SI: How much credit should Starbucks get for all this?

RR: Well, they certainly ought to be recognized for having a pivotal role in all this. Their ability to put out thousands of locations was critical. But the independent coffee retailers added stores at an even faster rate than Starbucks did. By 2007 there were more independent retailers than there were Starbucks stores.

SI: Culturally, it's almost as if we've gone back a few hundred years, to when the coffeehouses of Europe were a real center, a community meeting place.

RR: Yeah, I think that one of the things that [Starbucks CEO] Howard Schultz identified that was key to to Starbucks' success that was and is still true, was that we really needed a place that was not home and was not work where people could congregate. And particularly as we start to cocoon more and more — we're here at 7 in the morning and we're working, and I work from home, and it becomes very easy to get absorbed into your cocoon in this day of electronic communication. And you can really interact with people [at coffeehouses] and chose the degree of interaction you have. For most of this century, the only other arena for that has been the bar. And alcohol, wonderful thing that it is, doesn't necessarily generate more productivity or the kind of tempered social interactions that lead us to clear thinking.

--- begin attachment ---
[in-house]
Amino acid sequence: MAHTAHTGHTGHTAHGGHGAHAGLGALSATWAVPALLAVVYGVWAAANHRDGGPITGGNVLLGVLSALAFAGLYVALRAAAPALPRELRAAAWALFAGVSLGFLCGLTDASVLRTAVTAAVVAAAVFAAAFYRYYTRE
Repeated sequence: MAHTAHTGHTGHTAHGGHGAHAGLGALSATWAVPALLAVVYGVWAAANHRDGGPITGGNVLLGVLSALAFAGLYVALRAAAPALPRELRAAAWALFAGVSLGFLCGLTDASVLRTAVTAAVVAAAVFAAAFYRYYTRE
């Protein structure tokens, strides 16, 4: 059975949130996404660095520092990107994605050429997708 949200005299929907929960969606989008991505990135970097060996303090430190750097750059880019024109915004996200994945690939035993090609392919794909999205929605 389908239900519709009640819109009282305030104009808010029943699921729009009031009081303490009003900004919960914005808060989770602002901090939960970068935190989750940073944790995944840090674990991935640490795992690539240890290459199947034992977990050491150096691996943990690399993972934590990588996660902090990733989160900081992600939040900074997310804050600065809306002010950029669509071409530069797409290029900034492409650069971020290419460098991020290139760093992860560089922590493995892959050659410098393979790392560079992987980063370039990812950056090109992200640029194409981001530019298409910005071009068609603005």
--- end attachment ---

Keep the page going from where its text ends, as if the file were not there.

When we were at the peak of the financial crisis, in the first quarter of 2009, there were surveys that indicated fairly clearly that Americans retreated to their homes for coffee. But as we come around a year later, there's good indications that folks are going back to the coffeehouse. In general, peoples' coffee consuming habits didn't change very dramatically. Certainly the overall consumption didn't flinch; we still gave ourselves coffee every day.

SI: Yeah, in spite of the $5 latte, it's still cheaper than most things.

RR: Right. It's hard to buy a good beer in Los Angeles for less than five bucks. And then you can spend a ludicrous amount of money on wine, as my wife likes to point out to me. And you can have a safe social interaction. I've been married for so long this isn't really a concern for me, but I have lots of friends who are out in the dating world. The coffeehouse provides a great safe place to meet somebody, get to know someone. You're not drinking while you're doing it.

SI: Unless you're drinking too much coffee.

RR: That may impair your ability to stay seated, but I don't think it ruins your judgement.